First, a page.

So being approachable, then, is obviously really key, and we’ve spoken about just needing to match it up to certain people, and we agree that’s something we see on B2C. So what are some key tips? If someone is gonna be B2B pitching for the first time, just really key things you think they should consider whether that’s a certain type of subject line, or just the way they present an email signature because there is a lot involved.
When I first joined BGM, I was so scared of pitching just because I was like, oh no, I don’t want people to ignore me. And Mat [Fellow BGMer] was like, don’t overthink it, like honestly, you’re fine. And he said, just think about it as if you’re talking to your friend in a pub and you’re telling them about what you’re doing at work, and you really want to make it sound interesting, and you really want to make it sound cool, and it’s kind of like a colloquial, like way more informal Conversation. I think that really helped me kind of set up how to approach it and how to pitch. So I was like, ‘Hi, sir, look, how are you doing today?’ Super formal. People aren’t gonna be interested in that.
So I think, being really friendly, but not too like, oh my god, I really really want your attention and time, but like, let the pitch speak for itself essentially.
I think I’m gonna go with a football analogy, but I think it’s like being a striker up front, where you’re gonna have all these opportunities. You know there’s the perfect time to shoot, but sometimes you do miss, but it’s having that resilience and that building of character to go, ‘Well, I was in the right position there, I was right to shoot, but it wasn’t the opportune time, so next time I’m gonna score.’ I think it’s having that sort of resilience.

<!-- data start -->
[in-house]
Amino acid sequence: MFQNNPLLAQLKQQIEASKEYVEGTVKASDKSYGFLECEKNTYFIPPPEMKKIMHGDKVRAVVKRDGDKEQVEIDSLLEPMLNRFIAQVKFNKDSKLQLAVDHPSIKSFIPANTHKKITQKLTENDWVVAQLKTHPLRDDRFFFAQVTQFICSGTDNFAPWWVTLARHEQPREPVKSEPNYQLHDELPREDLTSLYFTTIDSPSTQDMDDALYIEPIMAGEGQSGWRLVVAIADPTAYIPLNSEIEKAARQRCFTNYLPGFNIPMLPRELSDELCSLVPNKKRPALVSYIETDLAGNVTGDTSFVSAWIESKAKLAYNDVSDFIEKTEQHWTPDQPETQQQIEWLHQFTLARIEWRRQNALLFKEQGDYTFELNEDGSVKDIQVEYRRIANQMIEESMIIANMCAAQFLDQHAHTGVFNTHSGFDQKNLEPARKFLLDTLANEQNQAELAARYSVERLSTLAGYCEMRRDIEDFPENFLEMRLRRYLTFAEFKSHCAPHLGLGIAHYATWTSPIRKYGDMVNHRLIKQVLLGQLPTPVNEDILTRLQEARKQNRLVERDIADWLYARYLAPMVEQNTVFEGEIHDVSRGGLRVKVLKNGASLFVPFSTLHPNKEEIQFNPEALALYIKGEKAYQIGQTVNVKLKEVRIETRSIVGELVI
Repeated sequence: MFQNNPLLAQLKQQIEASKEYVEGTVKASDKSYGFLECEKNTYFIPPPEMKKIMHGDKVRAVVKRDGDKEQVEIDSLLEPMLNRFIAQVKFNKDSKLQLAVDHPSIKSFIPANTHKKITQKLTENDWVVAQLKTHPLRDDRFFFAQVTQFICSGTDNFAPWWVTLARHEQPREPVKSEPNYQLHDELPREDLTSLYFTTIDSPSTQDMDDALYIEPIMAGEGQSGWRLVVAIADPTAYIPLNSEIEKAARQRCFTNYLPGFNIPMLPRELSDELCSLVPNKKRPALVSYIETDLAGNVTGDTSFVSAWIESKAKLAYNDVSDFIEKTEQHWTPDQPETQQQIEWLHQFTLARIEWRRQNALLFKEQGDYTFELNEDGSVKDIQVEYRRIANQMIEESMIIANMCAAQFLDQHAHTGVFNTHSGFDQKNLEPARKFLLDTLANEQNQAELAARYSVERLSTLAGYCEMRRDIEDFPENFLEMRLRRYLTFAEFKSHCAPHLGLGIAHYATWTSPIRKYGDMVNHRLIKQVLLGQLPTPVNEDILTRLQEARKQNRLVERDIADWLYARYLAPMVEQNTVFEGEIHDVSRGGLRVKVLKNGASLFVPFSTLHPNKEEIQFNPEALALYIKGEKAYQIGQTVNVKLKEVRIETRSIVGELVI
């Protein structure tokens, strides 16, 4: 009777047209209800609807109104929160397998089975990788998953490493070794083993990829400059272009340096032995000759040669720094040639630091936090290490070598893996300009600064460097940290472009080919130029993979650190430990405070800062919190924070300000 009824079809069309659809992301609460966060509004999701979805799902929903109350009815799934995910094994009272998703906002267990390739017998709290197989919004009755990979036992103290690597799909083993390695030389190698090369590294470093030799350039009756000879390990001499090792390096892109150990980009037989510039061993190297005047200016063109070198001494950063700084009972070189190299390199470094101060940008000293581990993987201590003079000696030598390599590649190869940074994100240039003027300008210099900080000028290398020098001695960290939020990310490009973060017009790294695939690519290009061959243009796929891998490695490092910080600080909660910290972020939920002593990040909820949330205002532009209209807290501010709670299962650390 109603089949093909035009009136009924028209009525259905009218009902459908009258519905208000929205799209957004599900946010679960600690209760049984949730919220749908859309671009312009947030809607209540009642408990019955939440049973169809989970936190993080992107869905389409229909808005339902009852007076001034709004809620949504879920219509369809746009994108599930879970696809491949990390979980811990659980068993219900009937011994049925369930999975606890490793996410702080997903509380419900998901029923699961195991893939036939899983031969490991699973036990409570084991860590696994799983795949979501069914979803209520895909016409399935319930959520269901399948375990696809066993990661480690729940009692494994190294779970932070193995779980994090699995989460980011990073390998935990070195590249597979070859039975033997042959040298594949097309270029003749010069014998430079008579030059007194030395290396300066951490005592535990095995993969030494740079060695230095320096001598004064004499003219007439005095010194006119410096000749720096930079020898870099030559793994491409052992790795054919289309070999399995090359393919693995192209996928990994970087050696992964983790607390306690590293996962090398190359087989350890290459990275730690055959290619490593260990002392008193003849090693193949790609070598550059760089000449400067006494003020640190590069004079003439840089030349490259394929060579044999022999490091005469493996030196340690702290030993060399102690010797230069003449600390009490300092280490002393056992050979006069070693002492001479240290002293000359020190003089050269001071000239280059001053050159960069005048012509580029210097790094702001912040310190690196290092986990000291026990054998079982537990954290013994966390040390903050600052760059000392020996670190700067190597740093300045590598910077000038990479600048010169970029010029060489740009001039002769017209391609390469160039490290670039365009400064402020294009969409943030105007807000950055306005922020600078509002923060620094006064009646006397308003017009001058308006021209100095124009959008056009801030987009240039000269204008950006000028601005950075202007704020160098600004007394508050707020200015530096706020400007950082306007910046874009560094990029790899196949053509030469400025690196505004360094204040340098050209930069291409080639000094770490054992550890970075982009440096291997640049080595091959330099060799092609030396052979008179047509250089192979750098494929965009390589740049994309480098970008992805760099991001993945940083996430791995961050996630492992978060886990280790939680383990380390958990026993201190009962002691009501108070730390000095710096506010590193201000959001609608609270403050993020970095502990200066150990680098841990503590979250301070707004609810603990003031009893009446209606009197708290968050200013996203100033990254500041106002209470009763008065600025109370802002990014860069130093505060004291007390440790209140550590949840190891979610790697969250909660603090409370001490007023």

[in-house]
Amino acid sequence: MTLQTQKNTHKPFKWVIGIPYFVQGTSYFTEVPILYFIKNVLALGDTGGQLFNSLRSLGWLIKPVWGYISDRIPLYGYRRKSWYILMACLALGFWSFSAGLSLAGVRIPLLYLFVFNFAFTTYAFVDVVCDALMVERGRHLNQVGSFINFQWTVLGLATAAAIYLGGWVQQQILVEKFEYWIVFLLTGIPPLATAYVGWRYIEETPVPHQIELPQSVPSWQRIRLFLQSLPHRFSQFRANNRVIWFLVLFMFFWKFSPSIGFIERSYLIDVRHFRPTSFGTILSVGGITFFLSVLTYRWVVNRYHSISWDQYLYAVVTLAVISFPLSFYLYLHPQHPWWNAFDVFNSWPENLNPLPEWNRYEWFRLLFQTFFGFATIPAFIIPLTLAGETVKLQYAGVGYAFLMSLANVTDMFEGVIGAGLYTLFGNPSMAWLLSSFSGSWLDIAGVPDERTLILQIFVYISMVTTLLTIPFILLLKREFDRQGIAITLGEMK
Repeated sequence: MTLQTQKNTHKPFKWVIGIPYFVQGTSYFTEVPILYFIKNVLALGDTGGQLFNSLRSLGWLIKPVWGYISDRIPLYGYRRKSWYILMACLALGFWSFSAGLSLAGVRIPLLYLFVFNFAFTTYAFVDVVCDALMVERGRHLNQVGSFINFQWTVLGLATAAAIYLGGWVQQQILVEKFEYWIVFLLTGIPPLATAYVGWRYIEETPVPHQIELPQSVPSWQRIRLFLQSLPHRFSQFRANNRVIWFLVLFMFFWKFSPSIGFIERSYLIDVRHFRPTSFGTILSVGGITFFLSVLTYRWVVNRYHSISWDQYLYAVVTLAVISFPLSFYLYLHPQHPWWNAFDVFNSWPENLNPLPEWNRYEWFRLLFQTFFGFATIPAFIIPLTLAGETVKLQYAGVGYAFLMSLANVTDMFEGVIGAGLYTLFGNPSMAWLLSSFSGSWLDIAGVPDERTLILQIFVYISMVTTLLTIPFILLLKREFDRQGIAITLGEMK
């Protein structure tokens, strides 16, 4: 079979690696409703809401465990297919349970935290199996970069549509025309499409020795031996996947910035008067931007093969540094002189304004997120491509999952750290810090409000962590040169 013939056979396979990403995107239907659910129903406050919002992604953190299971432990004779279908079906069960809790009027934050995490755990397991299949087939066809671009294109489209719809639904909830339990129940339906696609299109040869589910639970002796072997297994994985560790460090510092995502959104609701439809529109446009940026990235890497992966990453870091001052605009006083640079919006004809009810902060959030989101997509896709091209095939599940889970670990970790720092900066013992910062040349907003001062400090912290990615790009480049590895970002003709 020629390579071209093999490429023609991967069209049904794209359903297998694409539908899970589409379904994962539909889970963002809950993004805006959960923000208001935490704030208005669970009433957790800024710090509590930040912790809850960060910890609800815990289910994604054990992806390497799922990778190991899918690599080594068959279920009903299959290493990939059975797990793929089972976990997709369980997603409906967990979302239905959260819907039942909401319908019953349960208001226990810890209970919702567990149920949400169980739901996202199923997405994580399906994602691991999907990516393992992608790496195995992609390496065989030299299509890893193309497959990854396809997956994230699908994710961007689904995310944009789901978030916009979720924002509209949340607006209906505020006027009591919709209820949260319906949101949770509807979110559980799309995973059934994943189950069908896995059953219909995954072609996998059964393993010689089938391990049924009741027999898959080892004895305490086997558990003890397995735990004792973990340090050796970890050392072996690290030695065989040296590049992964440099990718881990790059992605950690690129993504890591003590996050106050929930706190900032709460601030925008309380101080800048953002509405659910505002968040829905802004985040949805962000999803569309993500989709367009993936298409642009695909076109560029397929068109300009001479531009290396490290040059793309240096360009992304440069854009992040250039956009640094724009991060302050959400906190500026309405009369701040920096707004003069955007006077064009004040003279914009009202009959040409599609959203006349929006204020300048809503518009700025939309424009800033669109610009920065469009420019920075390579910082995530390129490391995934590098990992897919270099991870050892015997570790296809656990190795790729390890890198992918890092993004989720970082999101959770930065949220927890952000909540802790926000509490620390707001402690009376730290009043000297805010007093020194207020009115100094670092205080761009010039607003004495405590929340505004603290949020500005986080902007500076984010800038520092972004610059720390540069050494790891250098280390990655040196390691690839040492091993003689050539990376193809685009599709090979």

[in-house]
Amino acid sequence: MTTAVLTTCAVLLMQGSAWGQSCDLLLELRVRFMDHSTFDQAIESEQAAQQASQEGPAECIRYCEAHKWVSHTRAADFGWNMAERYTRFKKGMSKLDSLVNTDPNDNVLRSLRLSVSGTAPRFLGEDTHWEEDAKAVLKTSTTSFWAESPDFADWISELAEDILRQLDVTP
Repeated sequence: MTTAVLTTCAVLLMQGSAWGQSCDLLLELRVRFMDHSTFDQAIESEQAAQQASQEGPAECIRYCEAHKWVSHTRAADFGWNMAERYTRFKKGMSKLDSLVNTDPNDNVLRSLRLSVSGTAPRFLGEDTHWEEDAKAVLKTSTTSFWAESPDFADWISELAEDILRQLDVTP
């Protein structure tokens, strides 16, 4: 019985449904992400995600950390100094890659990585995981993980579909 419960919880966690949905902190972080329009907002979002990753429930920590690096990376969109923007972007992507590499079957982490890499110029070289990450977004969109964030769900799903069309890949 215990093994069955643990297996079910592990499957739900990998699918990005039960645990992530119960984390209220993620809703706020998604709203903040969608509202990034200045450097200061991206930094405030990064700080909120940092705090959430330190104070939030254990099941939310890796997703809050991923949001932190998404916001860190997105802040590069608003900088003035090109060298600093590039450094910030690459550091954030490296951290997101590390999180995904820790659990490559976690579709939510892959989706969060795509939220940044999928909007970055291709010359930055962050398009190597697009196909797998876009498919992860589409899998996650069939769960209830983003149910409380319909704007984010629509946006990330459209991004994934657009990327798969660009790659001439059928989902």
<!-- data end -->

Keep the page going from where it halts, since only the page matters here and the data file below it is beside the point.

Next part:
Moving on from that then, in terms you said about the characteristics you need, I think being personable and actually speaking to people like people. We mentioned the jargon earlier. When you’re throwing all these complicated terms in and not actually speaking as you would normally, well, a lot of journalists are just going to rubbish it away and go. Actually, I’m not reading that, there are too many words, so I like to keep it short and actually to the point. And I think a lot of journalists actually appreciate that, because obviously, we know from our survey that a lot of people are under pressure, they haven’t got enough time, they’re underpaid, and obviously we need to keep it concise and actually show that this is the message we want to portray, are you interested effectively, and I think, keeping it short, sweet and personable, speaking to them like you are a person and there is another person on the other end.